February 26, 2024

What you need to know about colon cancer screenings

Screening for colorectal cancer is recommended for most people starting at age 45. Learn why it’s important to get tested.

Regular screening can prevent colorectal cancer by helping doctors find and remove polyps before they become cancerous.

Keeping up with regular screenings is one of the best ways to stop colorectal cancer, also called colon cancer.

Colon cancer happens when cells in the colon or rectum grow out of control. It’s the second-leading cause of cancer death in the United States for men and women combined.

But when it’s caught early, colon cancer can often be cured.

Being screened can also prevent cancer by finding polyps — small clumps of cells on the lining of the colon. Doctors can then remove polyps before they become cancerous.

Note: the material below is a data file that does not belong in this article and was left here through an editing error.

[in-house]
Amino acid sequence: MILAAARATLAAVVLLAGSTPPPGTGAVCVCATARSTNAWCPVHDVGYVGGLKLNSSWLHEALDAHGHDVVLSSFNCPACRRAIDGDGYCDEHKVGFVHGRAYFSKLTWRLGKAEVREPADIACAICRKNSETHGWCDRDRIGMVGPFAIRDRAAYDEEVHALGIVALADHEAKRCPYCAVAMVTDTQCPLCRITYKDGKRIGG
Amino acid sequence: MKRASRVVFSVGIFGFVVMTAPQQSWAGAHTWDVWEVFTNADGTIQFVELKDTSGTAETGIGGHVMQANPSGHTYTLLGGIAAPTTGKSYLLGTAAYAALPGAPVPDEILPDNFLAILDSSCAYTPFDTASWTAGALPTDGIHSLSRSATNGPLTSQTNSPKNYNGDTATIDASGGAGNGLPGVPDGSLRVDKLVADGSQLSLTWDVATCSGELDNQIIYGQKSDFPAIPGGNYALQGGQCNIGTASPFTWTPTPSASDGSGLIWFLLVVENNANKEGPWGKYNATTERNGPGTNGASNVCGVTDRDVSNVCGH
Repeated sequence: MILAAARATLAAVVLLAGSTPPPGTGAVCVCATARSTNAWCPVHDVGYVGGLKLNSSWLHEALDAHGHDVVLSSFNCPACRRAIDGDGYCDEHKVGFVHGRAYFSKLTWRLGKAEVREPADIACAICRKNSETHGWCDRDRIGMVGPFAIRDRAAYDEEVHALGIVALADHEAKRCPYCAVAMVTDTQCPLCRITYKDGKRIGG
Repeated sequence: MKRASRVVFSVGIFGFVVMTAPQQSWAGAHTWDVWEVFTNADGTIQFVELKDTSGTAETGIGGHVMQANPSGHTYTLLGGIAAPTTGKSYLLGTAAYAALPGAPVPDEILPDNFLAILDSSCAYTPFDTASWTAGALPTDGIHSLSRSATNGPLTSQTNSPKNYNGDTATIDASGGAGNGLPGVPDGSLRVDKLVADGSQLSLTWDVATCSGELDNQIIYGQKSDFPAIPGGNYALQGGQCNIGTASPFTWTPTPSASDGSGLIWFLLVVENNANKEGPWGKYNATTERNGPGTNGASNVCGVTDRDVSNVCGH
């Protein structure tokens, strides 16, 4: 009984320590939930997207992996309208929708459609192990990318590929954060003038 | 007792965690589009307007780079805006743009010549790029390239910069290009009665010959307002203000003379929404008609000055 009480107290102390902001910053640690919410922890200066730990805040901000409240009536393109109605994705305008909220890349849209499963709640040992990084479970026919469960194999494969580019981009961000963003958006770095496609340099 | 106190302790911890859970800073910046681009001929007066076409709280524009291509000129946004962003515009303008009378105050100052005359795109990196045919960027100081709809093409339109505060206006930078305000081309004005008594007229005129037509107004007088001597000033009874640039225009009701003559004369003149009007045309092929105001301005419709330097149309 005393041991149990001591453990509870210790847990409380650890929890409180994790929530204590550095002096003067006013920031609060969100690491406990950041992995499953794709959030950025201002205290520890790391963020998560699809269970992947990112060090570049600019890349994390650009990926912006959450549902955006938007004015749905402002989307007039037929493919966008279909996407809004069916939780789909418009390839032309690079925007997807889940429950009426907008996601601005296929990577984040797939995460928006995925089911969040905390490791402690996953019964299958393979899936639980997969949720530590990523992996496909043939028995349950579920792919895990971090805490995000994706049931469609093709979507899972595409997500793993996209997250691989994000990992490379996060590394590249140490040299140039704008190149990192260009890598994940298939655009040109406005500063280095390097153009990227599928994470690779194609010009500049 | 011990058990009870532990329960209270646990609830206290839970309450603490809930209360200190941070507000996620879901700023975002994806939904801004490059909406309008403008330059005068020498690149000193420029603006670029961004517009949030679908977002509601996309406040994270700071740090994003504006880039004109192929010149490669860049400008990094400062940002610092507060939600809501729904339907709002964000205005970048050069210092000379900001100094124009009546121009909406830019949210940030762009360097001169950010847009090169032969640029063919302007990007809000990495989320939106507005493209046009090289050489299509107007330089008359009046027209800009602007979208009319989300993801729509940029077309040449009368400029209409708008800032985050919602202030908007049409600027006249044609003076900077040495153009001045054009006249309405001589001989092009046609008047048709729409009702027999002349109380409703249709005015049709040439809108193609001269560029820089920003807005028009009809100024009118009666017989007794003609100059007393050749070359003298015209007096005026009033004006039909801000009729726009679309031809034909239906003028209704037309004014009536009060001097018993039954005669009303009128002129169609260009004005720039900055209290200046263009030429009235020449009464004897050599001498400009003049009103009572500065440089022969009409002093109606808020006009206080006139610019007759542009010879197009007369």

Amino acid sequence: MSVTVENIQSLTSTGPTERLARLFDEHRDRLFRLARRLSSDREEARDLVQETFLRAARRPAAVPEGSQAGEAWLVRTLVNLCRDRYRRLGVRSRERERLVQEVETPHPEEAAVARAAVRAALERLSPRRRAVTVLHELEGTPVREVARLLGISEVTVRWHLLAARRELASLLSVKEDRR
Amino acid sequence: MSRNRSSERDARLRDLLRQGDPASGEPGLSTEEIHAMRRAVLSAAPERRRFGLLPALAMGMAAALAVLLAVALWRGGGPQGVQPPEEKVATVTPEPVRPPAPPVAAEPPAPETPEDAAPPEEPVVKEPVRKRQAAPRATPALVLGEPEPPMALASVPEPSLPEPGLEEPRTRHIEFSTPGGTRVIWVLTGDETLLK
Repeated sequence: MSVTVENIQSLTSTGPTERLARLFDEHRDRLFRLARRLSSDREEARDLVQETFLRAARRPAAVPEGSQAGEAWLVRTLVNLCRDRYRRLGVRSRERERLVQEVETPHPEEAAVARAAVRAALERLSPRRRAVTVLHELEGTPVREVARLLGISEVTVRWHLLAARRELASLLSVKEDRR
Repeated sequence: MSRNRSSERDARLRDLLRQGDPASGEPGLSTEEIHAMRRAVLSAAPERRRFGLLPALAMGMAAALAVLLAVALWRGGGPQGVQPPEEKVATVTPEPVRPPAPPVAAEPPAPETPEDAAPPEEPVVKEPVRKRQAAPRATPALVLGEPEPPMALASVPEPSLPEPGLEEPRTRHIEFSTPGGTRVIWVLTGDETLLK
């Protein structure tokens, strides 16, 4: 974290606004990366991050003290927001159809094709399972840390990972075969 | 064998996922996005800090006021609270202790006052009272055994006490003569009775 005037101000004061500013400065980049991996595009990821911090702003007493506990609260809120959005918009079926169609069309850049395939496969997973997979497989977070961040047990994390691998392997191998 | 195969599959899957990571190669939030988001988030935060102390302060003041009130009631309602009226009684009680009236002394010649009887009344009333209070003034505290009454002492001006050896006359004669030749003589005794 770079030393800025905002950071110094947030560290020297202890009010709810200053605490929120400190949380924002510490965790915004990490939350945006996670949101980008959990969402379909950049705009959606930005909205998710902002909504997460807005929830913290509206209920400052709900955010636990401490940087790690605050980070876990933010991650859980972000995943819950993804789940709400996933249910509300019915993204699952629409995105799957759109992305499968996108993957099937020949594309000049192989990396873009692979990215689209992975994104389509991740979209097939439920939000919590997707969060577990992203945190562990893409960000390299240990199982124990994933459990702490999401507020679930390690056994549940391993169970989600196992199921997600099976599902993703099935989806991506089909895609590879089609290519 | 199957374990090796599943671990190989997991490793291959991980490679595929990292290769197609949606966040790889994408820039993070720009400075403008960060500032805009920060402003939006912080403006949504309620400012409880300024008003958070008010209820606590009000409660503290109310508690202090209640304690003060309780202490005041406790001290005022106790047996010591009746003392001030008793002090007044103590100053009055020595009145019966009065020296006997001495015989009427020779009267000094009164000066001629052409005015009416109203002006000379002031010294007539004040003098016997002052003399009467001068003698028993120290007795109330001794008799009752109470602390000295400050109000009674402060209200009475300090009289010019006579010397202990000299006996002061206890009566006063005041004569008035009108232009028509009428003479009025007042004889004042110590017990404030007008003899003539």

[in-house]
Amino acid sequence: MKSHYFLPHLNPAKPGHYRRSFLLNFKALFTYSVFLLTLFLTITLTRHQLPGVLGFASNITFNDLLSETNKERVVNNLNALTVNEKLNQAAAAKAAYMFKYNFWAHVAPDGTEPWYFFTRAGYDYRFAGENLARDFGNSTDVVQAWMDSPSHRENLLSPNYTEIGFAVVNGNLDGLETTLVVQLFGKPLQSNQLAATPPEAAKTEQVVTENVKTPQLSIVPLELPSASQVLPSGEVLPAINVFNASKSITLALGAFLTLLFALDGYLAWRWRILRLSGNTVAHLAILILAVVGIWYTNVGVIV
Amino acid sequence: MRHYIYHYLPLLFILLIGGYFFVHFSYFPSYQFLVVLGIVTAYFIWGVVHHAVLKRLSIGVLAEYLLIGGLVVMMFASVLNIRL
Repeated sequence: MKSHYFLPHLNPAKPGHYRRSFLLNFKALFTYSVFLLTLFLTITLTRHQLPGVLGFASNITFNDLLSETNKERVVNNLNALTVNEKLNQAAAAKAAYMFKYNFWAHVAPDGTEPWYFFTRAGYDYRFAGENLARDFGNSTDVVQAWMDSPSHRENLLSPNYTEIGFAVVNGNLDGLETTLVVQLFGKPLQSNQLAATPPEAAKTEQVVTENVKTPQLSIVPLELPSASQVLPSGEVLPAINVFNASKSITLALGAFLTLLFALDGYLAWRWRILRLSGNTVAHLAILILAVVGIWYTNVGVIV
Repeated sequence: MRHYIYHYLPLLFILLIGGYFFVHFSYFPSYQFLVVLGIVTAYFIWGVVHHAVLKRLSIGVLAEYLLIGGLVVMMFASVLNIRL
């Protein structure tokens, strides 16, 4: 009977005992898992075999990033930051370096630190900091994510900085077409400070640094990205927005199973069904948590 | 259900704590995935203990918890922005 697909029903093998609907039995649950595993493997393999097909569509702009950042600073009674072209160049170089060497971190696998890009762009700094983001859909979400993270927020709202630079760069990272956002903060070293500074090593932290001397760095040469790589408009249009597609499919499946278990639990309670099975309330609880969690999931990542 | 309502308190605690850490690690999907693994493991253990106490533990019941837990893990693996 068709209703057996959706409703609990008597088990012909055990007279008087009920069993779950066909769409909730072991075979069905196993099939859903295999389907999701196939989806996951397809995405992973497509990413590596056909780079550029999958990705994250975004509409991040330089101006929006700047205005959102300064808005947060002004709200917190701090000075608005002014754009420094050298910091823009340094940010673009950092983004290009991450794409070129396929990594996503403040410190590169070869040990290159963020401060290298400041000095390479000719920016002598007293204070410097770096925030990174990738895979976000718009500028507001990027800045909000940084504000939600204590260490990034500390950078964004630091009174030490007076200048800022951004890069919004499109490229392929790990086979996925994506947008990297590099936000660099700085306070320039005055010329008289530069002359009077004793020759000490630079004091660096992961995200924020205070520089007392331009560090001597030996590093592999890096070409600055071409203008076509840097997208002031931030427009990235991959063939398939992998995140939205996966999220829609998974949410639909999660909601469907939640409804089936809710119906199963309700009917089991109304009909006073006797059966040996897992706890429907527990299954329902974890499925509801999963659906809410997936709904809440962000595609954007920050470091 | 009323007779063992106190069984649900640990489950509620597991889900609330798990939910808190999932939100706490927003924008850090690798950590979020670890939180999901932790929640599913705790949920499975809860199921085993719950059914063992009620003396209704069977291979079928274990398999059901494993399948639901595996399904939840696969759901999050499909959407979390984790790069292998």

At-home colon cancer screening test

One type of screening for colon cancer is easy to do in the comfort and privacy of your home. A fecal immunochemical test, or FIT, checks for hidden blood in your stool, which could be a sign of colon cancer or colon polyps.

If your FIT results are positive, your doctor will recommend a colonoscopy to check the inner lining of your colon and rectum for cancer.

Colon cancer screening guidelines

Most people should start screening for colon cancer at age 45 and continue until age 75.

If you’re at higher risk, you may need to start screening at an earlier age. You may be at higher risk if you have a family history of colon cancer or certain other health conditions.

Talk with your doctor about your risks, when to start screening, and what type of cancer screening is best for you.

Colorectal cancer screening saves lives

When colorectal cancer is caught early, it can often be cured. Our screening rates are among the nation’s best.  

Source: 2023 Healthcare Effectiveness Data and Information Set (HEDIS®)